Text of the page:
Jul 14, 2013

The BACKground of my Butt--Part I...

**Updated to include the following basic anatomy lesson: The sacrum is one of the pelvic bones, and is also the bottom part of the spine, slightly above and descending toward the butt. It attaches on each side to the ilia, which are what we feel as our "hip bones," and which attach at the hip to our femurs. The joint between the sacrum and the ilium is called the SI joint. Since we have an ilium on each side--making a total of two ilia--we have two SI joints. My left one is the hinky one.  And now for the story...**

On Friday I had a procedure I've been avoiding for a long time. Years, in fact. It involved my back and needles. These are two things which bring me great annoyance, anxiety, and/or pain, but I'm hoping that by combining them I can alleviate some or all of said annoyance, anxiety, and pain.

I've been looking back through my blog history, and I'm a little surprised that I haven't blogged in more detail about my back/butt issues, as it has been a fairly major part of my life for over 19 years now. Frankly I didn't think I was even old enough to have something to have kept track of for 19 years. Furthermore, it amazes me to think about who has known me since before my back issues, and who has only known me since back issues, because you know how many people have known me since before I had back issues? Not very many. And of course there are those who are thinking "Huh? Back issues? What are you even talking about Skerrib?" This should clear things up a bit, and make the needles make a lot more sense.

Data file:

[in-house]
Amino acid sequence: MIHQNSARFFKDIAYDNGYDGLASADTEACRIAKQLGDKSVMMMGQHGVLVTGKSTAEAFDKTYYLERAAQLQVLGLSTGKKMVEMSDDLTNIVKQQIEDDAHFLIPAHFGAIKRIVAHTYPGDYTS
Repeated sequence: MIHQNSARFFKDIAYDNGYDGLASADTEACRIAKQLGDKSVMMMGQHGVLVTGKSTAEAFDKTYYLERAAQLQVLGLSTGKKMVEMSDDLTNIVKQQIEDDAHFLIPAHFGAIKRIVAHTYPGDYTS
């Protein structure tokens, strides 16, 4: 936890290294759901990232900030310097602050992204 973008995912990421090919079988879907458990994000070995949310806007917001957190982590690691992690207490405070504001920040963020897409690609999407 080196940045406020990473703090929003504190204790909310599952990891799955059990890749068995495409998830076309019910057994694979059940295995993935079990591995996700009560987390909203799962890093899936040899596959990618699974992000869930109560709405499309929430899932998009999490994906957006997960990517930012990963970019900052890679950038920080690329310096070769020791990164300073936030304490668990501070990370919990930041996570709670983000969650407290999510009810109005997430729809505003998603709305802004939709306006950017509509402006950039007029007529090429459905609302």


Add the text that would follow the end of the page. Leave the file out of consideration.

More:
It all started in high school. In the spring of 1994 I was playing softball and finishing up my junior year, and had just adopted Murphy, the greatest dog in the universe (a story for another post).  I was dividing my time between the JV and varsity teams, meaning that on JV days I played, and when the varsity coach needed an extra base runner or some depth on the bench, I was called up to fill the slot. On the one hand it was an honor to be included when the varsity team needed me. On the other hand, there are lots of situations in life that are billed as honorable, and I don't want to discount doing honorable and/or difficult things, but these honorable things often amount to bench-sitting for the Greater Good, and maybe it's OK to recognize that aspect of it as well. Trust me on this, I've done a lot of Honorable Bench Sitting in my day. (Reason #247 that Skerrib settled on running: No bench to warm...)